This section of the Brazeau Loop between Nigel Pass and Jonas Cutoff is part of the Great Continental Divide Trail (GDT), a more than 1200 kilometer trail that ranges from Waterton National Park in the south to Mt. Robson Park in the north. The official finish line of the trail is even further to the north in remote Kakwa Provincial Park. The trail follows the continental divide and leads over the highest passes in the Rocky Mountains. I talk to a couple from Ontario that has arrived here from Cataract Pass. After spending the night at Fourpoint campground they are going to hike over Jonas Shoulder through the Poboktan Valley and out to the park road. They need to buy provisions for their next segment of the GDT. We find out that our paths have unknowingly crossed on my first trek in the Rockies a couple of weeks ago. They came through Egypt Lake campground in the afternoon where I was camped for the night and inundated in a heavy thunderstorm. They got caught by that same storm while climbing up to Floe Lake late at night. In the dark and at high altitude the storm must have been extremely frightening. I had at least a tent over my head, even if the wind tried to blow it away.
I am pleased with the fact that after having hiked on the Brazeau Loop, I will have accomplished yet another segment of the GDT myself. Tomorrow’s hike covers 19 kilometers of it and leads over two passes. I retire early and have a good night’s rest.
|Time||ca. 6 hrs|
|Min. Elevation||1927 m|
|Max. Elevation||2470 m|
Shortly before 9:00 I am ready to go. The hike today is supposed to be the most attractive one on the loop, and the weather is promising. The trail leads uphill through the trees. There is some deadfall, but you can go around or over it easily. Soon I reach the subalpine zone.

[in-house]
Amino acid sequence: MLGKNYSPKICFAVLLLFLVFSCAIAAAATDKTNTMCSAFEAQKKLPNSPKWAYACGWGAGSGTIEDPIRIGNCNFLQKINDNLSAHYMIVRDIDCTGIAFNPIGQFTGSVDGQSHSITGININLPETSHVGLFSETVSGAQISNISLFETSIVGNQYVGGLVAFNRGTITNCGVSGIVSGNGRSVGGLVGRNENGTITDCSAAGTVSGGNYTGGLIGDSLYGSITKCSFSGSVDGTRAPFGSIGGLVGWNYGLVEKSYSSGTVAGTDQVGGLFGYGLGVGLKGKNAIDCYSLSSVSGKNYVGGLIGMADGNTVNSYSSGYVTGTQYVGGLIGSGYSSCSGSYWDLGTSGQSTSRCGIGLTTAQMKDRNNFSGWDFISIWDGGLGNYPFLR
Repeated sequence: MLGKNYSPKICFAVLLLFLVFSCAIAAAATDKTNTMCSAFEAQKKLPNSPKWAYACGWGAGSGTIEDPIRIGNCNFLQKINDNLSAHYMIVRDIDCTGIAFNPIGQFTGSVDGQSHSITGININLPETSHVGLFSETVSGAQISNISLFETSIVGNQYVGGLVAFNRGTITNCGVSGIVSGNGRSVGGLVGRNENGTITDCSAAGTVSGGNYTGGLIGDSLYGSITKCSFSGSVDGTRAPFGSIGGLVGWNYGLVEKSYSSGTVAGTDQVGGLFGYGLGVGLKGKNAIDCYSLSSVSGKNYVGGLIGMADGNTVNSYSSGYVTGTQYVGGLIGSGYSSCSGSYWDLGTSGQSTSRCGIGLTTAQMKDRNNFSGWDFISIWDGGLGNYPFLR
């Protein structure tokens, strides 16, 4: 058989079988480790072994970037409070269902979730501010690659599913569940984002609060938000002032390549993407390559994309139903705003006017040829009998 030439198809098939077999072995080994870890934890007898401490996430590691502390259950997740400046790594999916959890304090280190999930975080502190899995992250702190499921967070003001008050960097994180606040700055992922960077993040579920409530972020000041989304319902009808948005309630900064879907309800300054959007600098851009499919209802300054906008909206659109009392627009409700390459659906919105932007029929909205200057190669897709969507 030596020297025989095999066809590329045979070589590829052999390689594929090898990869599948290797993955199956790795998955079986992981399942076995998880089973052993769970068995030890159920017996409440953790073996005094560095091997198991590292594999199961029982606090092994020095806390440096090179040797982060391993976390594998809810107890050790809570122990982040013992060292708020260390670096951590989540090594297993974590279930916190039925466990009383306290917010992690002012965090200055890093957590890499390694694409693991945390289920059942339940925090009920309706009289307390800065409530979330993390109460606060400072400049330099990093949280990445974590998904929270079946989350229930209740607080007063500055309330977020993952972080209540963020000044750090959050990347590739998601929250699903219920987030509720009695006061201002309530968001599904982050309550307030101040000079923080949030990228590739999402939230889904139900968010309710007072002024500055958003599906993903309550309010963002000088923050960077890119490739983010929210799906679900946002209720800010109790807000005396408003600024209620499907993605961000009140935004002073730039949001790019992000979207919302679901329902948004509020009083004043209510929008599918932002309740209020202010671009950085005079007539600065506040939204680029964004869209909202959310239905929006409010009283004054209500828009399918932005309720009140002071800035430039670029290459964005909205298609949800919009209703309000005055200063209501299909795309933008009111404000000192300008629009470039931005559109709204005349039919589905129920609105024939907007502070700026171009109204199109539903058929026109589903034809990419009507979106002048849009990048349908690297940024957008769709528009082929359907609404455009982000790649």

Again and again I have to cross side creeks that tumble into Fourpoint Creek. They carry a lot of water and come rushing down steeply. There are no bridges, just rocks to step on, and quite often the water is running so high and fast over them that I have to walk upstream or downstream to find a crossing. One is especially challenging and involves some bushwhacking to find a suitable spot, but I still have to wade through the water to avoid falling onto sharp rocks.
I reach the treeline and have a view over the pretty valley of Fourpoint Creek. It looks like a good habitat for grizzlies. I stop often to scan the slopes around me.
The antlers of a mountain caribou provide a nice foreground for a picture. These shy animals live here, obviously, but you hardly ever get to see them. A bit further on the trail I disturb a family of grouse.
I have a short break at beautiful Jonas Pass.
Behind the pass the trail descends gently and leads along a number of tarns. The views become even more dramatic. Walking along Jonas Creek, I don’t lose much elevation, which is good because the climb up Jonas Shoulder lies ahead.
Different from me, most people hike the Brazeau Loop anti-clockwise, so once in a while I meet hikers coming down from Jonas Shoulder. One of them has found a water filter kit left behind on a rock near Jonas Creek. He left it in place because he hoped that somebody would come along and carry it in the same direction the owners have gone. I am pretty sure that the kit belongs to the couple from Ontario whom I met at the campground yesterday. They were on the trail really early, and the three of us are the only ones hiking clockwise today. I retrieve the kit and take it with me. Maybe the two come back for it or wait at the next campground.
Jonas Shoulder is a long ridge. Its lower slopes are covered with grass. At 2450 meters it is the highest point on the Brazeau Loop.
Through a small gap in the ridge I cross over from Jonas Creek valley into Poboktan Creek valley.
The descent from Jonas Shoulder is a steep 355 meter downhill. The trail is wet and partly hidden under the snow. The route is marked by cairns.
After the long hike I am relieved to be greeted by the lovingly carved sign for Jonas Cutoff campground. The campground is off the main trail, situated in a canyon right by Poboktan Creek. The tent sites are kept separate, but the areas for eating, food storage and drinking water are all close together. Some campers sunbathe at one of the picnic tables. They have come from Brazeau Lake where they enjoyed the sunny weather with a swim. Nobody has seen the two hikers who left their water filter behind. Obviously they have continued on without much of a break.